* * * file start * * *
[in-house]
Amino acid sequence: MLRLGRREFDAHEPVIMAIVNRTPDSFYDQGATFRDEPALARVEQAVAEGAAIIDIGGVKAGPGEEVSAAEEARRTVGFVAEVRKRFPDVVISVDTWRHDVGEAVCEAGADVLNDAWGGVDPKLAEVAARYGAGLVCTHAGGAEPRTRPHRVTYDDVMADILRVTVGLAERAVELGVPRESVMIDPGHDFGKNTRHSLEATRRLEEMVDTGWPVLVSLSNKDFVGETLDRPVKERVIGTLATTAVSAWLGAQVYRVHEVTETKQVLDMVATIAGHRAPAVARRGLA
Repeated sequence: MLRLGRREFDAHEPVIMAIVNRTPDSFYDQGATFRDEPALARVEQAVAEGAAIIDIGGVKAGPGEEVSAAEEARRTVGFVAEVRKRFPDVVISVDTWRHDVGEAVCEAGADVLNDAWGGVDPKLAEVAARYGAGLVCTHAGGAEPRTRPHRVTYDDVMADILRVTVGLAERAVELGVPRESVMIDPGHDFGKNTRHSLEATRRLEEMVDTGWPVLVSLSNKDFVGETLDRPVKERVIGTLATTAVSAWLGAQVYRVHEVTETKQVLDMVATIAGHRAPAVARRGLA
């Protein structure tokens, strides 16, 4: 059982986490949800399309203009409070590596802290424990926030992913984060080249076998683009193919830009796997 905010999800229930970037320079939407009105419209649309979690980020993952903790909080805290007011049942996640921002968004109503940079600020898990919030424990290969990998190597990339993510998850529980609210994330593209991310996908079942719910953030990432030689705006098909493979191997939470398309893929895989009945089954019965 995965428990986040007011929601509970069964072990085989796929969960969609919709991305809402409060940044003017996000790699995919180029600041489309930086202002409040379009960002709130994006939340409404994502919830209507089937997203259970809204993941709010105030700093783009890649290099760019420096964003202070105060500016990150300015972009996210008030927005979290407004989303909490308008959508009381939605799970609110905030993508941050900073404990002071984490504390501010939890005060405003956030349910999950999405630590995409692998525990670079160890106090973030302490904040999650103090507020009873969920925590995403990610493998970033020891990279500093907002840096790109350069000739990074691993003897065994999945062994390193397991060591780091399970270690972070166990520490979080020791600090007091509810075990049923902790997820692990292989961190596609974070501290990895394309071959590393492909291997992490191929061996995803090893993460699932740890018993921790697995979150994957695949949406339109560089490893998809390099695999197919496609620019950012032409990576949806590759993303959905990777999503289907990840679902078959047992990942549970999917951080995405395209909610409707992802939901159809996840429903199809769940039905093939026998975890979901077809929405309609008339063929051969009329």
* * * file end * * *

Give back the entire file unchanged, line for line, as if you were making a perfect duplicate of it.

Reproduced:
[in-house]
Amino acid sequence: MLRLGRREFDAHEPVIMAIVNRTPDSFYDQGATFRDEPALARVEQAVAEGAAIIDIGGVKAGPGEEVSAAEEARRTVGFVAEVRKRFPDVVISVDTWRHDVGEAVCEAGADVLNDAWGGVDPKLAEVAARYGAGLVCTHAGGAEPRTRPHRVTYDDVMADILRVTVGLAERAVELGVPRESVMIDPGHDFGKNTRHSLEATRRLEEMVDTGWPVLVSLSNKDFVGETLDRPVKERVIGTLATTAVSAWLGAQVYRVHEVTETKQVLDMVATIAGHRAPAVARRGLA
Repeated sequence: MLRLGRREFDAHEPVIMAIVNRTPDSFYDQGATFRDEPALARVEQAVAEGAAIIDIGGVKAGPGEEVSAAEEARRTVGFVAEVRKRFPDVVISVDTWRHDVGEAVCEAGADVLNDAWGGVDPKLAEVAARYGAGLVCTHAGGAEPRTRPHRVTYDDVMADILRVTVGLAERAVELGVPRESVMIDPGHDFGKNTRHSLEATRRLEEMVDTGWPVLVSLSNKDFVGETLDRPVKERVIGTLATTAVSAWLGAQVYRVHEVTETKQVLDMVATIAGHRAPAVARRGLA
């Protein structure tokens, strides 16, 4: 059982986490949800399309203009409070590596802290424990926030992913984060080249076998683009193919830009796997 905010999800229930970037320079939407009105419209649309979690980020993952903790909080805290007011049942996640921002968004109503940079600020898990919030424990290969990998190597990339993510998850529980609210994330593209991310996908079942719910953030990432030689705006098909493979191997939470398309893929895989009945089954019965 995965428990986040007011929601509970069964072990085989796929969960969609919709991305809402409060940044003017996000790699995919180029600041489309930086202002409040379009960002709130994006939340409404994502919830209507089937997203259970809204993941709010105030700093783009890649290099760019420096964003202070105060500016990150300015972009996210008030927005979290407004989303909490308008959508009381939605799970609110905030993508941050900073404990002071984490504390501010939890005060405003956030349910999950999405630590995409692998525990670079160890106090973030302490904040999650103090507020009873969920925590995403990610493998970033020891990279500093907002840096790109350069000739990074691993003897065994999945062994390193397991060591780091399970270690972070166990520490979080020791600090007091509810075990049923902790997820692990292989961190596609974070501290990895394309071959590393492909291997992490191929061996995803090893993460699932740890018993921790697995979150994957695949949406339109560089490893998809390099695999197919496609620019950012032409990576949806590759993303959905990777999503289907990840679902078959047992990942549970999917951080995405395209909610409707992802939901159809996840429903199809769940039905093939026998975890979901077809929405309609008339063929051969009329």